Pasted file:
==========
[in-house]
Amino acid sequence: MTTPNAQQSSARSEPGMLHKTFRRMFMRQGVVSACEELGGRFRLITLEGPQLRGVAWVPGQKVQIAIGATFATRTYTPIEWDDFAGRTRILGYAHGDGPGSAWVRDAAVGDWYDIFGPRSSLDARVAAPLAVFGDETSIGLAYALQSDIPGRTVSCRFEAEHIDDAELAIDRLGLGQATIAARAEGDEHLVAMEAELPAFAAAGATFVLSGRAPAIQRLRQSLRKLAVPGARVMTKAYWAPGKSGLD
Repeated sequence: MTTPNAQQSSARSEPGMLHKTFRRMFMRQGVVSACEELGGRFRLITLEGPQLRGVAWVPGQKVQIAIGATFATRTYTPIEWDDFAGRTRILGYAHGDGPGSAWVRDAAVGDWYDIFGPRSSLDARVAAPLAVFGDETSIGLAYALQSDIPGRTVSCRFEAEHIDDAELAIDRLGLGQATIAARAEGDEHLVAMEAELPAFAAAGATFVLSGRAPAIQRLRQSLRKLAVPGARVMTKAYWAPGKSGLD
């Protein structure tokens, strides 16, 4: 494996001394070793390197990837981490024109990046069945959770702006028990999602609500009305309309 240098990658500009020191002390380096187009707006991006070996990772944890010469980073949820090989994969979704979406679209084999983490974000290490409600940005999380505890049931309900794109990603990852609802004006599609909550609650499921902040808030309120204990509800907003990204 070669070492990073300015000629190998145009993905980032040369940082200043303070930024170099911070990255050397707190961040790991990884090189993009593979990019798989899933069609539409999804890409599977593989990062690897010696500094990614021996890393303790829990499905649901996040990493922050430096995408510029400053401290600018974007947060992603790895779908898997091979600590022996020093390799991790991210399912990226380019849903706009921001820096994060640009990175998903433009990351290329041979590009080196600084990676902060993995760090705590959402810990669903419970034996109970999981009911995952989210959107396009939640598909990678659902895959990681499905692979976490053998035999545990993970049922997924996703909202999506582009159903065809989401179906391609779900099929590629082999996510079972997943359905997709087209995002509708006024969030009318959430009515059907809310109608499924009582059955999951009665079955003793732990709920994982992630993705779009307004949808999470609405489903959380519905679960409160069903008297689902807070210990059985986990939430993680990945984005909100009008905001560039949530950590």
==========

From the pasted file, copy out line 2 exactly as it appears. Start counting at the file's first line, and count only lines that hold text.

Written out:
Amino acid sequence: MTTPNAQQSSARSEPGMLHKTFRRMFMRQGVVSACEELGGRFRLITLEGPQLRGVAWVPGQKVQIAIGATFATRTYTPIEWDDFAGRTRILGYAHGDGPGSAWVRDAAVGDWYDIFGPRSSLDARVAAPLAVFGDETSIGLAYALQSDIPGRTVSCRFEAEHIDDAELAIDRLGLGQATIAARAEGDEHLVAMEAELPAFAAAGATFVLSGRAPAIQRLRQSLRKLAVPGARVMTKAYWAPGKSGLD